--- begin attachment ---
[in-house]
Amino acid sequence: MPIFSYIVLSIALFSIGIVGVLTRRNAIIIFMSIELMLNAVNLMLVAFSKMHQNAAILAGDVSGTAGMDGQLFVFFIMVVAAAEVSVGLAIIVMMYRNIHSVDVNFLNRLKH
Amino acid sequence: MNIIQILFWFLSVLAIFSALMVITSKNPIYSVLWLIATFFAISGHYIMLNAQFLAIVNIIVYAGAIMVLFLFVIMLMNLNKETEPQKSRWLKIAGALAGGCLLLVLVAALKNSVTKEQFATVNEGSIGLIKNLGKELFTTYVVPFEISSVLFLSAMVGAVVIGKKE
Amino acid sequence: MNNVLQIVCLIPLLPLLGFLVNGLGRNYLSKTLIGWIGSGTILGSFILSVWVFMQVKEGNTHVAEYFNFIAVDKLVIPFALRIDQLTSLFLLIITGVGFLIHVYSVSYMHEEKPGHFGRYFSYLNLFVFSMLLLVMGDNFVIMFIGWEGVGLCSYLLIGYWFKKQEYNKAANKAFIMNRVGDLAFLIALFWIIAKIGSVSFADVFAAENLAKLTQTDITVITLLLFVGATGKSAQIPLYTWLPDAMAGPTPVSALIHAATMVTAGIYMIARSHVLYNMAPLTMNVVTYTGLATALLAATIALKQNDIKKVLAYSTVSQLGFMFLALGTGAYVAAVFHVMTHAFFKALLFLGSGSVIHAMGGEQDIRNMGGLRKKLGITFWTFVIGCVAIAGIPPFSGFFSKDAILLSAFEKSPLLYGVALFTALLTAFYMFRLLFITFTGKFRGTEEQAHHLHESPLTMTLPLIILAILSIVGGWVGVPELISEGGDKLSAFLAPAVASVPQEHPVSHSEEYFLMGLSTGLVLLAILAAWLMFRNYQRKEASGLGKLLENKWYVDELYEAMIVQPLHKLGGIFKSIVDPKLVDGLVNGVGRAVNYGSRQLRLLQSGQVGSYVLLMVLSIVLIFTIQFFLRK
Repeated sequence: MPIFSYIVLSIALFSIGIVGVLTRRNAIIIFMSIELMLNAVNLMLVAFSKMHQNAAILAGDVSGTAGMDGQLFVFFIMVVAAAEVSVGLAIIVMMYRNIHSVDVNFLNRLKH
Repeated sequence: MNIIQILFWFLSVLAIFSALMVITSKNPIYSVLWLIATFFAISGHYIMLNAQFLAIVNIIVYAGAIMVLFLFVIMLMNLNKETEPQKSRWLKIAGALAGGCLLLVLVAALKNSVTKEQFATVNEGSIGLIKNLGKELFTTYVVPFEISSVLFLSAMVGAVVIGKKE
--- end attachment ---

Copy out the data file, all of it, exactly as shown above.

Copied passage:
[in-house]
Amino acid sequence: MPIFSYIVLSIALFSIGIVGVLTRRNAIIIFMSIELMLNAVNLMLVAFSKMHQNAAILAGDVSGTAGMDGQLFVFFIMVVAAAEVSVGLAIIVMMYRNIHSVDVNFLNRLKH
Amino acid sequence: MNIIQILFWFLSVLAIFSALMVITSKNPIYSVLWLIATFFAISGHYIMLNAQFLAIVNIIVYAGAIMVLFLFVIMLMNLNKETEPQKSRWLKIAGALAGGCLLLVLVAALKNSVTKEQFATVNEGSIGLIKNLGKELFTTYVVPFEISSVLFLSAMVGAVVIGKKE
Amino acid sequence: MNNVLQIVCLIPLLPLLGFLVNGLGRNYLSKTLIGWIGSGTILGSFILSVWVFMQVKEGNTHVAEYFNFIAVDKLVIPFALRIDQLTSLFLLIITGVGFLIHVYSVSYMHEEKPGHFGRYFSYLNLFVFSMLLLVMGDNFVIMFIGWEGVGLCSYLLIGYWFKKQEYNKAANKAFIMNRVGDLAFLIALFWIIAKIGSVSFADVFAAENLAKLTQTDITVITLLLFVGATGKSAQIPLYTWLPDAMAGPTPVSALIHAATMVTAGIYMIARSHVLYNMAPLTMNVVTYTGLATALLAATIALKQNDIKKVLAYSTVSQLGFMFLALGTGAYVAAVFHVMTHAFFKALLFLGSGSVIHAMGGEQDIRNMGGLRKKLGITFWTFVIGCVAIAGIPPFSGFFSKDAILLSAFEKSPLLYGVALFTALLTAFYMFRLLFITFTGKFRGTEEQAHHLHESPLTMTLPLIILAILSIVGGWVGVPELISEGGDKLSAFLAPAVASVPQEHPVSHSEEYFLMGLSTGLVLLAILAAWLMFRNYQRKEASGLGKLLENKWYVDELYEAMIVQPLHKLGGIFKSIVDPKLVDGLVNGVGRAVNYGSRQLRLLQSGQVGSYVLLMVLSIVLIFTIQFFLRK
Repeated sequence: MPIFSYIVLSIALFSIGIVGVLTRRNAIIIFMSIELMLNAVNLMLVAFSKMHQNAAILAGDVSGTAGMDGQLFVFFIMVVAAAEVSVGLAIIVMMYRNIHSVDVNFLNRLKH
Repeated sequence: MNIIQILFWFLSVLAIFSALMVITSKNPIYSVLWLIATFFAISGHYIMLNAQFLAIVNIIVYAGAIMVLFLFVIMLMNLNKETEPQKSRWLKIAGALAGGCLLLVLVAALKNSVTKEQFATVNEGSIGLIKNLGKELFTTYVVPFEISSVLFLSAMVGAVVIGKKE